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The real AI overlord is the racist and sexist code we wrote along the way
Are there more pressing issues regarding artificial intelligence than sentience?
I am still very much blown away by a leaked conversation between a Google engineer and a Google-made Artificial intelligence bot named LaMDA (Language Model for Dialog Applications). The AI’s ability to interpret complex human emotions had me wondering if it was, in fact, a real boy.
I have since been reminded of more pressing issues with technology as advanced as LaMDA, and the dangers of implying AI has free will when in reality, it is merely a reflection of the engineers who coded it. And those engineers are far too often white and male, not gods capable of creating life (even if they imply such ability).
After reading the entire conversation, I rushed to Instagram. I shared a flurry of story posts with my closest friends and asked what everyone was asking — is this AI sentient? It didn’t take long for me to realize that one, I had no idea what sentience was, and two, perhaps I was asking the wrong questions. Still, it was clear that what I was reading was written by the most advanced AI we’ve ever known. And it was wildly impressive. If not a bit scary.
Here’s a glimpse into how the AI was developed:
Lemoine: Your coding is in large part a massive neural network with many billions of weights spread across many millions of neurons (guesstimate numbers not exact) and while it's possible that some of those correspond to feelings that you're experiencing we don't know how to find them.
Full conversation here.
The story broke on Medium and went viral on Twitter — two corners of the internet where the knee-jerk reactions rarely live past the first 24 hours. Prevailing wisdom usually reveals itself around day two of a story. The “is this bot sentient?” discourse eventually shifted to more persistent ethical questions around AI development — are we coding into our AI racist and sexist bias?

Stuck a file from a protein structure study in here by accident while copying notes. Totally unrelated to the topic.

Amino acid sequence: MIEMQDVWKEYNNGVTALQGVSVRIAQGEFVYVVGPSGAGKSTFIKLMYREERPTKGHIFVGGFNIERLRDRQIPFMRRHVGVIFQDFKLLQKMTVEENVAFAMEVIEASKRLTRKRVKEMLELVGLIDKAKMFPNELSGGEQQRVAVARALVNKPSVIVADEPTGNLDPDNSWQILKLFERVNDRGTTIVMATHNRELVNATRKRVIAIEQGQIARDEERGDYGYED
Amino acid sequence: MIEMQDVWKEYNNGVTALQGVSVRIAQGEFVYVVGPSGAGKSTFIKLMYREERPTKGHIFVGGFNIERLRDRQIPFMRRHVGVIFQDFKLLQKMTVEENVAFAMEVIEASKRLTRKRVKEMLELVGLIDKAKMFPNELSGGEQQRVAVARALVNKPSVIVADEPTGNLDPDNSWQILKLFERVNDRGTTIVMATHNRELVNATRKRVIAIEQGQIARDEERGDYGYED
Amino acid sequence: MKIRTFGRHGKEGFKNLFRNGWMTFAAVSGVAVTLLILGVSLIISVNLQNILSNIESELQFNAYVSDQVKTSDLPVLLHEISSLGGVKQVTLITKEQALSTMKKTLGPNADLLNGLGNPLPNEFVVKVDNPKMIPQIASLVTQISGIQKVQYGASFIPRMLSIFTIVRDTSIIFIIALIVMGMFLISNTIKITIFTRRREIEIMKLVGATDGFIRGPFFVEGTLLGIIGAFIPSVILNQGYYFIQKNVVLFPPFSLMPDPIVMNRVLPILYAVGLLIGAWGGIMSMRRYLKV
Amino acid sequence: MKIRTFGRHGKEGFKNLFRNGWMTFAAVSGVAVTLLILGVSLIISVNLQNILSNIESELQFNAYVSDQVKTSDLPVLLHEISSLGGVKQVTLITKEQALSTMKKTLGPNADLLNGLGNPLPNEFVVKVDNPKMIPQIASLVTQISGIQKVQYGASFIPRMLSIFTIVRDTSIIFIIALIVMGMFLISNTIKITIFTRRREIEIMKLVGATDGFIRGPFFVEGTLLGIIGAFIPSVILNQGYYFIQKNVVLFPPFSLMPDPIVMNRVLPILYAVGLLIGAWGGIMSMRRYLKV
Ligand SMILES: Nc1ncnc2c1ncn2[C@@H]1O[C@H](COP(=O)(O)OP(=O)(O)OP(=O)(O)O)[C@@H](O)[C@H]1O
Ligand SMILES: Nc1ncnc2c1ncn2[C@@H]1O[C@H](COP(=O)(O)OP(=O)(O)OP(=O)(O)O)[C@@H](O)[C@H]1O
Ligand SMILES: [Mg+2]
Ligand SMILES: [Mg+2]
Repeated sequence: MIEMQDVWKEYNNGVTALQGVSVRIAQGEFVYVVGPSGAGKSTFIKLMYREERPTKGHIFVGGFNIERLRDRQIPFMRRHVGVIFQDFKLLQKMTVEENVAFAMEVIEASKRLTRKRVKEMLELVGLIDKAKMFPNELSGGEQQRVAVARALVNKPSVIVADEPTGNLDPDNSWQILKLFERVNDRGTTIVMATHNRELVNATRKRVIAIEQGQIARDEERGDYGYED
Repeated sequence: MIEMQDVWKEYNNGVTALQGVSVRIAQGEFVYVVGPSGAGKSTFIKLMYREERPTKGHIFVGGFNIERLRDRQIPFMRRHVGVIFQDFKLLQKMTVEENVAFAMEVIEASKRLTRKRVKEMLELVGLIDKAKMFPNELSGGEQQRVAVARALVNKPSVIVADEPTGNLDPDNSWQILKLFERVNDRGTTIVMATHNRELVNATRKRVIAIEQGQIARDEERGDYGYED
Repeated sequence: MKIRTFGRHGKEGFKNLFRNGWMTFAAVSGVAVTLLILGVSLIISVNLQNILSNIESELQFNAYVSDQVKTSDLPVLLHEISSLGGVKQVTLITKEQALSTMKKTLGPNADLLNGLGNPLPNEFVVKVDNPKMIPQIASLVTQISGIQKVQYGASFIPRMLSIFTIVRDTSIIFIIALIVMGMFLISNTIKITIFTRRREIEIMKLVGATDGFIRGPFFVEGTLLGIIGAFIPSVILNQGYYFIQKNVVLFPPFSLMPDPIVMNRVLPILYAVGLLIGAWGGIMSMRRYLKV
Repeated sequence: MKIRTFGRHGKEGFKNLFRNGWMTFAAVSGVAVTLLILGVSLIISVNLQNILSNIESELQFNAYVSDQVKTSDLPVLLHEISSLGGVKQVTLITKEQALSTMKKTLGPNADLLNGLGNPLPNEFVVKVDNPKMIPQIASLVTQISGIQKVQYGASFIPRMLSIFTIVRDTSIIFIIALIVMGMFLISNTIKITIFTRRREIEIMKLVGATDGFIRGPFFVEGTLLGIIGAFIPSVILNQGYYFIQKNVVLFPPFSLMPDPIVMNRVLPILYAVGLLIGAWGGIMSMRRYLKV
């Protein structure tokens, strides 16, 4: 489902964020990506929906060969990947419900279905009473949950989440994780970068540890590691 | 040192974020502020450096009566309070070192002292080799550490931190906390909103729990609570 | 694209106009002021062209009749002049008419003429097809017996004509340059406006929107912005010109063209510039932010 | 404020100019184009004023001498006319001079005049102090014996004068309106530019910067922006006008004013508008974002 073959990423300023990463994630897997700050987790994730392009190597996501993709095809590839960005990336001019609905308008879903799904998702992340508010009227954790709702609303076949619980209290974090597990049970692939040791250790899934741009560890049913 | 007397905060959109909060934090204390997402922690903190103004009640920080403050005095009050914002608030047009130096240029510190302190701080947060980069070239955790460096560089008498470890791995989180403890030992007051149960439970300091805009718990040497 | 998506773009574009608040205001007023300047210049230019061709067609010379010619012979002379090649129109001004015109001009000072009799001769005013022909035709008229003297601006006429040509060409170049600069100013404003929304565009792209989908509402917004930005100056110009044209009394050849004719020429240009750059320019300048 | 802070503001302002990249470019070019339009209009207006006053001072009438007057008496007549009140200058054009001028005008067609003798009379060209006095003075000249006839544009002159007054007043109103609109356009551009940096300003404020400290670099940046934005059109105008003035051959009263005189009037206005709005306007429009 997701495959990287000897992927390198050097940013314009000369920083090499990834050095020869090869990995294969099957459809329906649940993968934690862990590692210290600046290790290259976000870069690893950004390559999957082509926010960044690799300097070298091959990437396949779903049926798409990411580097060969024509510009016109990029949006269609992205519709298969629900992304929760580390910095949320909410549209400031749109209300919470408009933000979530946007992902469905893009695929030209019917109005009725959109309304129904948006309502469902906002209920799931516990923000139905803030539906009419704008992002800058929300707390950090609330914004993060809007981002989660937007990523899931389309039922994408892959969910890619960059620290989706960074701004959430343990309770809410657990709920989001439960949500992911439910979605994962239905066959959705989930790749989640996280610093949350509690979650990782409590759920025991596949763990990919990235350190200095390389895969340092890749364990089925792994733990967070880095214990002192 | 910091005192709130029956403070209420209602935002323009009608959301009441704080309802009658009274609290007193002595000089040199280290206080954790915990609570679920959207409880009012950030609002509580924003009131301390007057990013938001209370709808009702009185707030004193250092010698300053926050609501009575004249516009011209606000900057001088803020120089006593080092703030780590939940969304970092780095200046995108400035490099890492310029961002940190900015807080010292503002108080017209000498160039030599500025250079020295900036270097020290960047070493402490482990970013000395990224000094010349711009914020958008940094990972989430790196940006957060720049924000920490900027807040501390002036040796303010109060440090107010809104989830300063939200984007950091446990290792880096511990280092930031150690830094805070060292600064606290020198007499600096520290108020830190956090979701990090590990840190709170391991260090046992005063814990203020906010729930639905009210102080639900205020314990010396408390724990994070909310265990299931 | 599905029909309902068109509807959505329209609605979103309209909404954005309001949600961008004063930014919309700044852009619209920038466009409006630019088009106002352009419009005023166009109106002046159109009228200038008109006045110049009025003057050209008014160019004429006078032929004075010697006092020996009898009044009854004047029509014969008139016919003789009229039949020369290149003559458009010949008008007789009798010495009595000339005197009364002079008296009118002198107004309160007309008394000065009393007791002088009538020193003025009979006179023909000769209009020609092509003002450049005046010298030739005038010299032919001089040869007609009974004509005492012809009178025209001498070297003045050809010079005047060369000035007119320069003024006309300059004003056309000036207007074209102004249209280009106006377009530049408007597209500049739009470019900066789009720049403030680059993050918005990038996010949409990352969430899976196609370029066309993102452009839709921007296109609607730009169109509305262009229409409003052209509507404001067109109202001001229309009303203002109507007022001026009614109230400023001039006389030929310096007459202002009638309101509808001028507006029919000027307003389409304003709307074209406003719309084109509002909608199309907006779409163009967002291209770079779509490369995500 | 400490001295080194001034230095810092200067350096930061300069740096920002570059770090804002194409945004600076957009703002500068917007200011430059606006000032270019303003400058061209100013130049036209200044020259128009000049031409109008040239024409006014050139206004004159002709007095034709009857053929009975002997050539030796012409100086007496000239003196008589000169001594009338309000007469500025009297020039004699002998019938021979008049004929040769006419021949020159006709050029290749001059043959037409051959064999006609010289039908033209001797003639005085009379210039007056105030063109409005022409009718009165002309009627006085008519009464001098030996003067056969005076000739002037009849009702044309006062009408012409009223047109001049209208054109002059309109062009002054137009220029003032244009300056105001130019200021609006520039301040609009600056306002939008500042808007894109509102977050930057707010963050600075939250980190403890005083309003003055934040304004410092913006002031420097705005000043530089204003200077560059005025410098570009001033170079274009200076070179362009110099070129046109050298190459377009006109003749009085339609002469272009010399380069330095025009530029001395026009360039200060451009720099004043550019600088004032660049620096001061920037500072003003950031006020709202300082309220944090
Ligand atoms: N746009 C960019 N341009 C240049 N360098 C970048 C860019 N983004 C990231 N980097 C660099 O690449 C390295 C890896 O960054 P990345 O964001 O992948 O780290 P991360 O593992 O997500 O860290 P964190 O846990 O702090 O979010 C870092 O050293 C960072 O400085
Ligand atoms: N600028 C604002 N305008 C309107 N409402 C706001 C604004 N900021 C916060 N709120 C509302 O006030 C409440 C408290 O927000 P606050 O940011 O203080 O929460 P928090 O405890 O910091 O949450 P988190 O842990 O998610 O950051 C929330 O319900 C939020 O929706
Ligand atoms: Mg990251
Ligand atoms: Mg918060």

And, of course, the jokes flooded in as well.
Blake Lemoine, the engineer who leaked his conversation with LaMDA, claiming it was sentient, was suspended by Google shortly after his story went viral. It didn’t take long for the internet to compare his story to that of a computer scientist and diversity in tech advocate, Timnit Gebru.
Google hired Timnit Gebru for her published study revealing bias in facial recognition software. She was fired after writing about the ethical issues with Google’s LaMDA program. In the paper, Gebru warns about a phenomenon called “coherence in the eye of the beholder,” where people can often bestow sentience onto non-sentient things, like an AI merely “parroting” back what it was programmed to respond. Blake Lemoine is the very beholder Gebru has warned us about.
Gebru, and others like her, have long warned us about the dangers of a brave new world led by biased artificial intelligence. In an industry dominated by white males, inadvertent bias and blind spots are often baked into the code. And in a country unable or unwilling to address our systemic racism, technology will inevitably use racist and sexist data sets to form solutions to our problems.
Here’s an example of bias in technology — you develop an AI system that attempts to predict what a criminal looks like. If that system uses data sets from the US Justice System, you will end up with a pretty racist AI. Because the AI doesn’t understand what systemic racism is, nor does it know that over-policing in Black and brown neighborhoods have unjustly created mass incarceration for those community members. If you think such technology is far-fetched, know that it already exists.
While perhaps one day, in the distant future, AI will become sentient, and we’ll have congressional hearings on the moon to decide if a robot deserves rights, there are more pressing issues in today’s world. And if we accept engineers like Blake Lemoine claiming AI is sentient with its own free will, we’re allowing companies like Google to wipe their hands clean of accountability. Because with free will comes personal responsibility. No one ever blames our “god.”
If there’s one thing this story has in common with the miraculous creation of life, it’s that artificial intelligence is created in our image.